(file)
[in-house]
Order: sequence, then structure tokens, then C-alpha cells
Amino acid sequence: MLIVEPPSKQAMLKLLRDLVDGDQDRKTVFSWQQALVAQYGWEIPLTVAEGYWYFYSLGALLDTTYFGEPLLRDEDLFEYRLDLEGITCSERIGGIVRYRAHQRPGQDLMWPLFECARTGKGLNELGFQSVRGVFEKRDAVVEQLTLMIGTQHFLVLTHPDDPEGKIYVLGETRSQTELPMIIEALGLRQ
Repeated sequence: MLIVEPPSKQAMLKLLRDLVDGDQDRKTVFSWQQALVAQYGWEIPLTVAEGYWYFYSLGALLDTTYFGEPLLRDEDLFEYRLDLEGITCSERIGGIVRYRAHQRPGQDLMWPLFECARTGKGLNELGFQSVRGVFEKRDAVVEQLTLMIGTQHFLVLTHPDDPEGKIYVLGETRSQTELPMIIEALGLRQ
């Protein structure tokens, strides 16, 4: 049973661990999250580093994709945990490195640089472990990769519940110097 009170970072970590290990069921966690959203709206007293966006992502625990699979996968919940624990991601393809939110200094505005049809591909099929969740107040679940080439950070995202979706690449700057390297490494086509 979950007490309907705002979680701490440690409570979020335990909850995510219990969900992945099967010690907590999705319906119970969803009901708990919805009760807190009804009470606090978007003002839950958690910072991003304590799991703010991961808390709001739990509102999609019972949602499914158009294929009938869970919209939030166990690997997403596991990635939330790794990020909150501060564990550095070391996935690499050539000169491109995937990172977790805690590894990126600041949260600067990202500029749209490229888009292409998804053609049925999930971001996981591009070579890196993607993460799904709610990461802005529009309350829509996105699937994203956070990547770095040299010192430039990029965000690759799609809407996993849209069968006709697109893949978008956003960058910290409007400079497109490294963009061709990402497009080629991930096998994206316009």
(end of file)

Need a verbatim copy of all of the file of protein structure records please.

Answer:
[in-house]
Order: sequence, then structure tokens, then C-alpha cells
Amino acid sequence: MLIVEPPSKQAMLKLLRDLVDGDQDRKTVFSWQQALVAQYGWEIPLTVAEGYWYFYSLGALLDTTYFGEPLLRDEDLFEYRLDLEGITCSERIGGIVRYRAHQRPGQDLMWPLFECARTGKGLNELGFQSVRGVFEKRDAVVEQLTLMIGTQHFLVLTHPDDPEGKIYVLGETRSQTELPMIIEALGLRQ
Repeated sequence: MLIVEPPSKQAMLKLLRDLVDGDQDRKTVFSWQQALVAQYGWEIPLTVAEGYWYFYSLGALLDTTYFGEPLLRDEDLFEYRLDLEGITCSERIGGIVRYRAHQRPGQDLMWPLFECARTGKGLNELGFQSVRGVFEKRDAVVEQLTLMIGTQHFLVLTHPDDPEGKIYVLGETRSQTELPMIIEALGLRQ
């Protein structure tokens, strides 16, 4: 049973661990999250580093994709945990490195640089472990990769519940110097 009170970072970590290990069921966690959203709206007293966006992502625990699979996968919940624990991601393809939110200094505005049809591909099929969740107040679940080439950070995202979706690449700057390297490494086509 979950007490309907705002979680701490440690409570979020335990909850995510219990969900992945099967010690907590999705319906119970969803009901708990919805009760807190009804009470606090978007003002839950958690910072991003304590799991703010991961808390709001739990509102999609019972949602499914158009294929009938869970919209939030166990690997997403596991990635939330790794990020909150501060564990550095070391996935690499050539000169491109995937990172977790805690590894990126600041949260600067990202500029749209490229888009292409998804053609049925999930971001996981591009070579890196993607993460799904709610990461802005529009309350829509996105699937994203956070990547770095040299010192430039990029965000690759799609809407996993849209069968006709697109893949978008956003960058910290409007400079497109490294963009061709990402497009080629991930096998994206316009």